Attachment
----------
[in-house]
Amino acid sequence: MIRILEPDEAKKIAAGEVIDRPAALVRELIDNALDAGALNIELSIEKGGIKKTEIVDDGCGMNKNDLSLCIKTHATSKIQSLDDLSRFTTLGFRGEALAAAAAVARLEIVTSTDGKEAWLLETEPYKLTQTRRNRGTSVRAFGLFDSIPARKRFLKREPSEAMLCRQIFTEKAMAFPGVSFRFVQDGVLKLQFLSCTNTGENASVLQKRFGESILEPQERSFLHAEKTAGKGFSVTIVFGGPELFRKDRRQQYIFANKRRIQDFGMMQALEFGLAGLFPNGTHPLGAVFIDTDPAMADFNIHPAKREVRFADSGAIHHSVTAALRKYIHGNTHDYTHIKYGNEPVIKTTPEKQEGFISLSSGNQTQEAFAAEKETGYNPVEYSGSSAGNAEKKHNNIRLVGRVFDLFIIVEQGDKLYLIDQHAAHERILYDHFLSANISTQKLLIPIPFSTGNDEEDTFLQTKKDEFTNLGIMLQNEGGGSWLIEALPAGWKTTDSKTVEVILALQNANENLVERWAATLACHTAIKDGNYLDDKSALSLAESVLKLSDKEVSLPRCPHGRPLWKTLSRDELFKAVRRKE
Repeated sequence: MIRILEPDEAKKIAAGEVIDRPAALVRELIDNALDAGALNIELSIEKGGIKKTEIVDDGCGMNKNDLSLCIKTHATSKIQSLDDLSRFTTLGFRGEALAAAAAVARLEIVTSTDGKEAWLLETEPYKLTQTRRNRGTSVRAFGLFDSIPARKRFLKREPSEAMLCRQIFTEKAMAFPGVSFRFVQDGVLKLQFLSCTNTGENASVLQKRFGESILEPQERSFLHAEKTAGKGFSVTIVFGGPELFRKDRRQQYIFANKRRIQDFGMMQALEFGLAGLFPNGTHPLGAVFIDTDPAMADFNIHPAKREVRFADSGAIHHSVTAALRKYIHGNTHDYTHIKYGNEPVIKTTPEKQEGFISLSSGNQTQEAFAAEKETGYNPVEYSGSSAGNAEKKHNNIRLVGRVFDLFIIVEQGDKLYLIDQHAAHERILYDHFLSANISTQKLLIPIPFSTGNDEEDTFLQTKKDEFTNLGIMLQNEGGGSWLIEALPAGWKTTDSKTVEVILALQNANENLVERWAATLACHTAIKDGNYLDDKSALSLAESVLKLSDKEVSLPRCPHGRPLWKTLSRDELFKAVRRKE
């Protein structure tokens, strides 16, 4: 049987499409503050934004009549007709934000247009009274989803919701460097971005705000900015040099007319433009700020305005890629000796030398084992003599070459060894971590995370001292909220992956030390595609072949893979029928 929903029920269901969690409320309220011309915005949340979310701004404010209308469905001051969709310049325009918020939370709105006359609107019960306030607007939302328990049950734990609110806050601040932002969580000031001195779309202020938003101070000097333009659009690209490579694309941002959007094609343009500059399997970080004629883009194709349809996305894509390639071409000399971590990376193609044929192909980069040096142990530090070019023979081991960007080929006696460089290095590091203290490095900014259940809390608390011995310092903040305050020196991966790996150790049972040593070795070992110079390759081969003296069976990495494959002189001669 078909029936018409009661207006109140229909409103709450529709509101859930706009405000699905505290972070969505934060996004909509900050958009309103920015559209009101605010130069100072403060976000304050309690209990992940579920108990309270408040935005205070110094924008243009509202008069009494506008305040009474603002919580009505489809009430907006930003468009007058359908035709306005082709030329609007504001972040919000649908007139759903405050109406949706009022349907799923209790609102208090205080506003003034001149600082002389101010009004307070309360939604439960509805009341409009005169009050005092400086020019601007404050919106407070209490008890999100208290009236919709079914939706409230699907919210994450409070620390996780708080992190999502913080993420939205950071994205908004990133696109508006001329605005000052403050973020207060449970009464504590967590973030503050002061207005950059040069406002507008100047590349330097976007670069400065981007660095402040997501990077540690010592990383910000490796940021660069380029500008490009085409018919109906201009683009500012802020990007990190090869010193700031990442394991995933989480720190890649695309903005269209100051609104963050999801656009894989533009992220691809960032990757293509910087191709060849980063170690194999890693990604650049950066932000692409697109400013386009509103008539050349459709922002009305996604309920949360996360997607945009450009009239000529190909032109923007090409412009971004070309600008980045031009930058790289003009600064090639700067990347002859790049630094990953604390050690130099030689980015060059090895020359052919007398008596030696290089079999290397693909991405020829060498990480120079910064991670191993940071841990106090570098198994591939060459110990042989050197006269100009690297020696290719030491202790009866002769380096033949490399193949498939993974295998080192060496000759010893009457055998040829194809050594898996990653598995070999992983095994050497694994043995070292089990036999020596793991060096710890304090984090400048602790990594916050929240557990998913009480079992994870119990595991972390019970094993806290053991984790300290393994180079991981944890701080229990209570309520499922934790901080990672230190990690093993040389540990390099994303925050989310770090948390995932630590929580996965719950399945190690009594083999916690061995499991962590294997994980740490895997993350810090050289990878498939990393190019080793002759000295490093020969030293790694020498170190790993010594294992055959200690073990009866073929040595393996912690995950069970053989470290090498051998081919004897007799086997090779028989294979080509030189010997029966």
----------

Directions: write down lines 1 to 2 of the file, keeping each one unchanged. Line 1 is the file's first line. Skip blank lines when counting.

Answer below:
[in-house]
Amino acid sequence: MIRILEPDEAKKIAAGEVIDRPAALVRELIDNALDAGALNIELSIEKGGIKKTEIVDDGCGMNKNDLSLCIKTHATSKIQSLDDLSRFTTLGFRGEALAAAAAVARLEIVTSTDGKEAWLLETEPYKLTQTRRNRGTSVRAFGLFDSIPARKRFLKREPSEAMLCRQIFTEKAMAFPGVSFRFVQDGVLKLQFLSCTNTGENASVLQKRFGESILEPQERSFLHAEKTAGKGFSVTIVFGGPELFRKDRRQQYIFANKRRIQDFGMMQALEFGLAGLFPNGTHPLGAVFIDTDPAMADFNIHPAKREVRFADSGAIHHSVTAALRKYIHGNTHDYTHIKYGNEPVIKTTPEKQEGFISLSSGNQTQEAFAAEKETGYNPVEYSGSSAGNAEKKHNNIRLVGRVFDLFIIVEQGDKLYLIDQHAAHERILYDHFLSANISTQKLLIPIPFSTGNDEEDTFLQTKKDEFTNLGIMLQNEGGGSWLIEALPAGWKTTDSKTVEVILALQNANENLVERWAATLACHTAIKDGNYLDDKSALSLAESVLKLSDKEVSLPRCPHGRPLWKTLSRDELFKAVRRKE